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Olivier Bonnard for ArtUnitedUs in Kiev, Ukraine in collaboration with Artsynonym and Pangeaseed Foundation. (photo © @dronarium)

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Ernesto Marenje for ArtUnitedUs in Kiev, Ukraine. (photo © @dronarium)

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Ernesto Marenje for ArtUnitedUs in Kiev, Ukraine. (photo © @dronarium)

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Dima Fatum. Detail. ArtUnitedUs in Kiev, Ukraine. (photo © @dronarium)

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Dima Fatumm for ArtUnitedUs in Kiev, Ukraine. (photo © @dronarium)

ArtUnitedUs is co-founded and curated by Geo Leros and Iryna Kanishcheva.

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INO “Instability” in Kiev

INO “Instability” in Kiev

The frank pop symbolism and dark sarcasm of artists like Banksy and the early punk graphics of albums and ‘zines has reached into the monumental public murals of today and this new one of a ballerina balancing on a lit bomb is an apt example. Idealized beauty teetering upon disaster is an image that you’ll understand quickly. Certainly everyone has experienced this feeling at one point in life, if not many points.

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INO. Work in progress for ArtUnitedUs in Kiev, Ukraine. (photo © INO)

Greek artist INO may have familiarity with “Instability”, the name of the piece, which could easily apply to economic matters in that country. The symbolism of paintings will of course be interpreted by the viewer, as ever, and instability often applies to our politics, our trade relations, our warring countries and cities, immigration of refugees, access to clean food and water, our shifting environment, even our our banking systems. Ukraine itself has suffered the crisis of war and division in recent years as well, so this mural may evoke emotions which people in Kiev can relate to.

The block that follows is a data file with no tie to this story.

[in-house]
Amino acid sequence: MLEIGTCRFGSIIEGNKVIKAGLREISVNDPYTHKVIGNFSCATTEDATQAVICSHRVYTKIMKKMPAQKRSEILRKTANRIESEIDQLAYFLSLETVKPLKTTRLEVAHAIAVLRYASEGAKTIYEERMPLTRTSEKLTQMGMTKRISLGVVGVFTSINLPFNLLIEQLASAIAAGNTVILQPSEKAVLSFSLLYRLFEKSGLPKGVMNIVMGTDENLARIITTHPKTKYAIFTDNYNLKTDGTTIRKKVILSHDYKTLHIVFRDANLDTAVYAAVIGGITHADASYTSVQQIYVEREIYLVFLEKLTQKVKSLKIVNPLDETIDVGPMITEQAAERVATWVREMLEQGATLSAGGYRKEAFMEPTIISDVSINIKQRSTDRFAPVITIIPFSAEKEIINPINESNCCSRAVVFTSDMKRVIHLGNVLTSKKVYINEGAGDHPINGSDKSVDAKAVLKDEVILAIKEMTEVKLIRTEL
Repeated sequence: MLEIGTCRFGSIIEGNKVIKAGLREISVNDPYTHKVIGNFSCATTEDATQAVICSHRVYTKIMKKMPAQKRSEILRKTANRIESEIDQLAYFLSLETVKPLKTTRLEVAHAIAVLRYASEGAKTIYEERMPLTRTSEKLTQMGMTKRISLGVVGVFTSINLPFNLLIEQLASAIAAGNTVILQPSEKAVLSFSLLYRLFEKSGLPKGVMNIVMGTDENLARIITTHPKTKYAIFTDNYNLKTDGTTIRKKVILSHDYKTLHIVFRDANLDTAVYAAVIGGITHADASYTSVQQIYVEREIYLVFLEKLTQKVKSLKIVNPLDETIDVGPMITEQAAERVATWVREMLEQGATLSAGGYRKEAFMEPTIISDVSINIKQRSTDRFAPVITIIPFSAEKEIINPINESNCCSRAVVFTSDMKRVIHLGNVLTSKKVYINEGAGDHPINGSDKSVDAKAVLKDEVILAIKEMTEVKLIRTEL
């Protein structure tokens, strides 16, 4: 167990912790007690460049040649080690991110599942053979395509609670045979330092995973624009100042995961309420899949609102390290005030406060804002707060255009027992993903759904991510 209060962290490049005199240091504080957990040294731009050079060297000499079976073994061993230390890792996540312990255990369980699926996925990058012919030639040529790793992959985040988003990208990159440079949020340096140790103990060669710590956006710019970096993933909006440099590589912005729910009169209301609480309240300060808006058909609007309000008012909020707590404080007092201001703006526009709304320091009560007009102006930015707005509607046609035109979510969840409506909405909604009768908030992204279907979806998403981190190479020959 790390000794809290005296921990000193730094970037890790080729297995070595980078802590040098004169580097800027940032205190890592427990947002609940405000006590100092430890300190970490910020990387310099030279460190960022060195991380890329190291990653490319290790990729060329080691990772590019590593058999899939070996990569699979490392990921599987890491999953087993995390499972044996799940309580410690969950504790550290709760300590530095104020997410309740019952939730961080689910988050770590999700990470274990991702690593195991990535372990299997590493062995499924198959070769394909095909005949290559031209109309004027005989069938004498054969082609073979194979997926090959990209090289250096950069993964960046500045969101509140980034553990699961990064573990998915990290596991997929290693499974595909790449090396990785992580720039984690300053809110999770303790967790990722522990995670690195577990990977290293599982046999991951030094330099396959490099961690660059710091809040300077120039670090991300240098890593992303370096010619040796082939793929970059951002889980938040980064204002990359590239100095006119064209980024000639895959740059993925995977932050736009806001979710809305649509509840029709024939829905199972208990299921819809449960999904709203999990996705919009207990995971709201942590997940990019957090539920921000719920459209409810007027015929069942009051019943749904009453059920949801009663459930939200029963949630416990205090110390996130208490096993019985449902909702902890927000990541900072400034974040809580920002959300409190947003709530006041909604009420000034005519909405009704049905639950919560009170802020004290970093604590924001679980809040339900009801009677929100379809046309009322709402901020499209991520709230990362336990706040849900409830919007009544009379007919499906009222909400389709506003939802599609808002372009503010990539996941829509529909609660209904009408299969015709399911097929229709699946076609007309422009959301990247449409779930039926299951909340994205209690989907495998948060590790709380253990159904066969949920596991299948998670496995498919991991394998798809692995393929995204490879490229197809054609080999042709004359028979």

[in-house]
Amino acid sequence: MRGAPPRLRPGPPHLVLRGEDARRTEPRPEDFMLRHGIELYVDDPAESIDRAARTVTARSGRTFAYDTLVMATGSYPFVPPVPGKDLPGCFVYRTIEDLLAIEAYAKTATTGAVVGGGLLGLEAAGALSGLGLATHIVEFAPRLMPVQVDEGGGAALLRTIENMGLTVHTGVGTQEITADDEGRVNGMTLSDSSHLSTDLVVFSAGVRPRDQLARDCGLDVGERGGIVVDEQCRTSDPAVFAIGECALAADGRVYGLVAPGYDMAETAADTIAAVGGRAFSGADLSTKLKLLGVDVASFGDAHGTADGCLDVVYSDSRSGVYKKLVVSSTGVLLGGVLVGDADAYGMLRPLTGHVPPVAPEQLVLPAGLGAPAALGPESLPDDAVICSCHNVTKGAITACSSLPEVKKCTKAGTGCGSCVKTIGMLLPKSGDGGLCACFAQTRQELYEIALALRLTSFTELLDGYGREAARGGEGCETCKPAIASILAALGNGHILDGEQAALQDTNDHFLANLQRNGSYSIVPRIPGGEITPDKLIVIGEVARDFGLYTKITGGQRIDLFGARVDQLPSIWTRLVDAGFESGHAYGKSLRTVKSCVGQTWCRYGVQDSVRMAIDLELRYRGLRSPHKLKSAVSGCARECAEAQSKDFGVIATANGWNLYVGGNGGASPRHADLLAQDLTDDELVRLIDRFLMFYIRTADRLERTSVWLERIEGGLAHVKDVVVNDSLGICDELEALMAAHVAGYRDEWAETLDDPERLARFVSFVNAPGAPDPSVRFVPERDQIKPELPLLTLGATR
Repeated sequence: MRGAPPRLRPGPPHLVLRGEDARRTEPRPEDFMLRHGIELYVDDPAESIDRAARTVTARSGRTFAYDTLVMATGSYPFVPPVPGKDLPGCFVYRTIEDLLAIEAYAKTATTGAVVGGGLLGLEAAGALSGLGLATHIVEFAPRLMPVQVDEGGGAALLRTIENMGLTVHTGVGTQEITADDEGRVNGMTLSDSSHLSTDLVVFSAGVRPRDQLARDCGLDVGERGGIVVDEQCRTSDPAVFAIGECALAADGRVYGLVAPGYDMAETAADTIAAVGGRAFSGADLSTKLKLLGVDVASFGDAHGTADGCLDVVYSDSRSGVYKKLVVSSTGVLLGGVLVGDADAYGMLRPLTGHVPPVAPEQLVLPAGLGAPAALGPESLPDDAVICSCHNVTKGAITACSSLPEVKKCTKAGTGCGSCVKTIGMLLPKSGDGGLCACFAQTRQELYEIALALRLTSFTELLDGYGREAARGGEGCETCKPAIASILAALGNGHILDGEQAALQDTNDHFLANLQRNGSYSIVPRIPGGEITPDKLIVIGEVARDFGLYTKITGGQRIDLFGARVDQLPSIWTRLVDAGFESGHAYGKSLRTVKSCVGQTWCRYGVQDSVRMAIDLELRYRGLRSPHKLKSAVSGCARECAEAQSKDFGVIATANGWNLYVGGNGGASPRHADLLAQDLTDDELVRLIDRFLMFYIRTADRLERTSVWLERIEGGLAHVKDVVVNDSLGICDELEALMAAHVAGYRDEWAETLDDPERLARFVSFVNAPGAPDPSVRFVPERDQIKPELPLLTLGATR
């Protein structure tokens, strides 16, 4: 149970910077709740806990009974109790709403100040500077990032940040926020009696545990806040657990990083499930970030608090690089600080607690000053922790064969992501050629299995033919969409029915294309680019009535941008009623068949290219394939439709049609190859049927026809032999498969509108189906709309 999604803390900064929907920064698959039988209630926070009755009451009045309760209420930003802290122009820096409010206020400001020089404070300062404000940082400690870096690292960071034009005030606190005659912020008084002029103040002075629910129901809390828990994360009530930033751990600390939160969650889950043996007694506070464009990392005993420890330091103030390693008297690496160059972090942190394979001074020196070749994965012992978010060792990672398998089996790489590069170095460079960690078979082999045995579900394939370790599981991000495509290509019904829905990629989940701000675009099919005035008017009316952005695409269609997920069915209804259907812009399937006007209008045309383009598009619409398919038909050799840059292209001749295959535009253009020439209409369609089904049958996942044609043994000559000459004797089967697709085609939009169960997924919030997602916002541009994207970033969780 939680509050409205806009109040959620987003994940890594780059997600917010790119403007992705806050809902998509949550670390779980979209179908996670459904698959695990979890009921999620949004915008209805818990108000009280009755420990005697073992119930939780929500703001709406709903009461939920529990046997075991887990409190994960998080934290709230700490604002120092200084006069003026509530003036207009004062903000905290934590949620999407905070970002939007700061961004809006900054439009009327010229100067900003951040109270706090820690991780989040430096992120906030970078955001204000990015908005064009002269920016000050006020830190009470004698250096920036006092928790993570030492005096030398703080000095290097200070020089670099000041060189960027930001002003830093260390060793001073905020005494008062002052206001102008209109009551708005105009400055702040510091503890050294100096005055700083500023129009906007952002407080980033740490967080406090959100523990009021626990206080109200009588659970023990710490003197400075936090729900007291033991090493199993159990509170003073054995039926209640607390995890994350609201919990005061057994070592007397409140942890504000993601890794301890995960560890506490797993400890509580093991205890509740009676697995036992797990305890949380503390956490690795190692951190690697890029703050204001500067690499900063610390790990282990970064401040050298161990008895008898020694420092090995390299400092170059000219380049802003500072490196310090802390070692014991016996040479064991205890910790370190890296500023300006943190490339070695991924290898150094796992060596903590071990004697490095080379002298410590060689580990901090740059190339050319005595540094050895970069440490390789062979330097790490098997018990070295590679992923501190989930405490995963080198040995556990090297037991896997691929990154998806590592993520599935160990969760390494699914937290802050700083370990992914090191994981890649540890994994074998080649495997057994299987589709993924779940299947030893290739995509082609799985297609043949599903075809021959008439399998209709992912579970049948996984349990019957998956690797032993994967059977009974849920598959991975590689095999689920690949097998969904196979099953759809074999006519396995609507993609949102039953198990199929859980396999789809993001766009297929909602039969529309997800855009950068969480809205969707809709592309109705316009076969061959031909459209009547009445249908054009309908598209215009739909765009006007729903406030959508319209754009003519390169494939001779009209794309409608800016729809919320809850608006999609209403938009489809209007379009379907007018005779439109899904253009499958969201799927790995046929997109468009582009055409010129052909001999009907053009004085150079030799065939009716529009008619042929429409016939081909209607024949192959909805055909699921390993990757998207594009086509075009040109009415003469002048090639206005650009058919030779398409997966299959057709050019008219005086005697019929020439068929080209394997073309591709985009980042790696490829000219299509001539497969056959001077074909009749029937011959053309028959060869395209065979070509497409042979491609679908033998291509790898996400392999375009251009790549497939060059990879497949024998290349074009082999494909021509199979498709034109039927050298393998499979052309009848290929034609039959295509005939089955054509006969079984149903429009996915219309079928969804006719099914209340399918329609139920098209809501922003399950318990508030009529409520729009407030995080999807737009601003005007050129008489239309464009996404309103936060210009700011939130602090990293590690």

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INO. Work in progress for ArtUnitedUs in Kiev, Ukraine. (photo © INO)

The monochrome figure, split across the middle and slightly shifted to one side, is a common treatment of the subject by INO, as is the accented splash of a bright hue that rides across the composition as different layer. This blue divination of the sky appears to be melting the celestial sphere and dripping downward into the main piece.

Sponsored by the arts organization called ArtUnitedUS, the new mural is 48 meters above the ground and the group says it is the largest that INO has ever created.

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INO. Detail. For ArtUnitedUs in Kiev, Ukraine. (photo © INO)